Hey y'all, I'm back from vacation! And while it was difficult to extricate myself from Costa Rica, land of volcanoes, beaches, beer and baby monkeys (I got to hold one!), the knowledge that I could catch up with my Girls certainly helped ease the transition. And just like me, Hannah returned home in this episode, except it wasn't her NYC home, it was her parents' house in Michigan. As she put it, "my home home."
As the episode begins, Hannah leaves her apartment with a garbage bag suitcase and a promise to Marnie that she will secure her half of the rent, even though she just quit her job at the Law Office of Lechery. Her parents, excited about celebrating their anniversary with their daughter, pick her up at the airport and proceed to do all of the typical sweet-but-suffocating parental things: mentioning jobs in Michigan, telling her about all of the food in the fridge, attempting to bait her with Netflix movies. Surprisingly, Hannah discovers that it's not so bad being back. She gets to stuff her face for free, sleep late and catch up on the latest gossip from Heather, an old friend who works in a coffee shop and wears berets. Even better, Hannah gets asked out on a date by a cute, benignly scruffy pharmacist named Eric, who doesn't see any shame in giving her free lube and then hitting on her. They decide to plan their date around a memorial party for Carrie, a high school classmate who died while vacationing in Mexico and who, according to Heather, really admired Hannah for her individuality, like how she "wears two different colored socks."
After coaching herself in the mirror and reminding herself that she's from NYC, so she's automatically interesting, Hannah meets up with Eric for pizza (irony!) followed by the memorial, which consists of blaring Edwin McCain music and a mediocre bootie dance routine performed by Heather. (I'm sure Carrie would have been touched.) They have awkward, milquetoast sex afterwards, which contrasts with Hannah's parents getting wet 'n' wild in the shower, using a position that does nothing to dispel the possibility that Hannah's dad is gay. In mid-thrust, he falls out of the shower and hits his head, and Hannah returns just in time to experience the full awkwardness of the situation. She helps her mom lift up her dazed and extremely naked father, and then the two women share a sweet, tender moment, in which Hannah's pride causes her to miss the window of opportunity to get rent money from her mother. Later that night, Hannah's awoken by Adam (wearing a totally sweet "Cat Nap" sleep mask) on the phone, who is calling just because he misses her, and his charming asshole-ishness snaps her back to reality. Being home home is nice and easy, but New York City is beckoning her back with a gritty smile.
While I did miss the other girls in this episode, particularly Shoshanna, I enjoyed seeing where Hannah came from. And even though I could've used a few more hours to explore and piece together High School Hannah (Like, I get the Party Girl poster but Goo Goo Dolls? Really, Hannah?), her weekend at home deeply resonated with me. Even at 33, I still get a small thrill when I open my parents' pantry and see it packed with Doritos and Fig Newtons and, you know, all of the stuff I don't let myself buy but secretly crave. And even though I haven't lived at home in 15 years, I feel a sense of calm and safety glide over me any time I'm nestled in the bed under my parents' roof. There's something about inhabiting that familiar space, not just a physical but a family space-- a you-shaped place initially carved out for you by your parents and then worn and chipped away by your adolescence. The script and the actors did a wonderful job painting a picture of that Hannah space and making it feel instantly real and familiar.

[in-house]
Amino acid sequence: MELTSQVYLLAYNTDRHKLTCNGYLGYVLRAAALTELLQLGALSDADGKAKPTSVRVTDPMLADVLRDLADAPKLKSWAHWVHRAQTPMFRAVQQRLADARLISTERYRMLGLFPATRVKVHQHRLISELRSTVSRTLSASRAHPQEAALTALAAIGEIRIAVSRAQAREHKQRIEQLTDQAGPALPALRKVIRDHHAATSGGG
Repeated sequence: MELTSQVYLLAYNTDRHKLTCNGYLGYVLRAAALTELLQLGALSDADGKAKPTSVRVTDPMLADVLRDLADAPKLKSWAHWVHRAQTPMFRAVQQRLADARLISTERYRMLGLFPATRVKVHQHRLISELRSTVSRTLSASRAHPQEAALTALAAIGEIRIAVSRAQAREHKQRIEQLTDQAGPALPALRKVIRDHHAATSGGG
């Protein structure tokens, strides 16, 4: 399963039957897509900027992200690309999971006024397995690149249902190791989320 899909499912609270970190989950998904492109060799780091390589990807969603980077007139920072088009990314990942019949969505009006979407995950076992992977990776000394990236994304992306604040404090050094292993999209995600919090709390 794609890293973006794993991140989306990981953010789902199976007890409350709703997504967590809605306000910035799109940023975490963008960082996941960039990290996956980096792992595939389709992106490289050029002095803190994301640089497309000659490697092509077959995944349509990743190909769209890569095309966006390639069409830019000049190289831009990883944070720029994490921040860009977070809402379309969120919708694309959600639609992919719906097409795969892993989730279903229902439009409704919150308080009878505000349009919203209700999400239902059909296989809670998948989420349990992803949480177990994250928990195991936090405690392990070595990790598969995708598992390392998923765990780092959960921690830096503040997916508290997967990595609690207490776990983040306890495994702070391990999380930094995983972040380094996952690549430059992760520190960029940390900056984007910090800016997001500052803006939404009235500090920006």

Consequently, I felt, for the first time, a genuine affection for Hannah. Sure, I've liked her as an amusing, witty, blundering character, but in this episode, I found myself actually caring about her. Maybe it was seeing her not be an asshole to her parents for five minutes. Or maybe it was understanding her bravery in moving to New York in the first place. Perhaps it was the possibility that she and I weren't so different in high school. Whatever it is, I'm relieved that the show gave me a glimpse of a girl who I'd actually want to befriend. Her humanity has always been authentic, just weighted on the side of her flaws and tangled up in her hipster world. Removing Hannah from that space, just for one episode, was a nice breather, and now, armed with a better understanding of her character, I'm anxious to see her return to New York and be the scrappy girl her mother envisions.
Speaking of her mom, I love the shizz out of Hannah's parents. I'm already incredibly biased towards Becky Ann Baker due to her Freak and Geeks cred, but the dinner scene, in which Mr. and Mrs. Horvath discuss Hannah's skills ("She's good at having fun!" proclaims Loreen), was my favorite moment in the entire episode. Just as her hometown surroundings fleshed out Hannah's character, we got to see her parents become real people. I love how her father wonders if she's a good writer or not, and I love how her mother cut off Hannah's funding so she would have something to write about. Based on Hannah's reaction to her parents having sex, she's already hit that point of seeing them as actual people, but I'm glad the show gave us the opportunity to do the same.
Meredith, I know you were already more partial to Hannah than I was, so did this episode do anything to alter or build your feelings for her? And how amazing is Adam Driver, who always convinces me that he's a gross, pervy tool and then, in the span of two minutes, dazzles me with charm? Like, I can't believe I'm saying this, but I get why Hannah sticks with him. I really do.
But I still don't get the Goo Goo Dolls poster.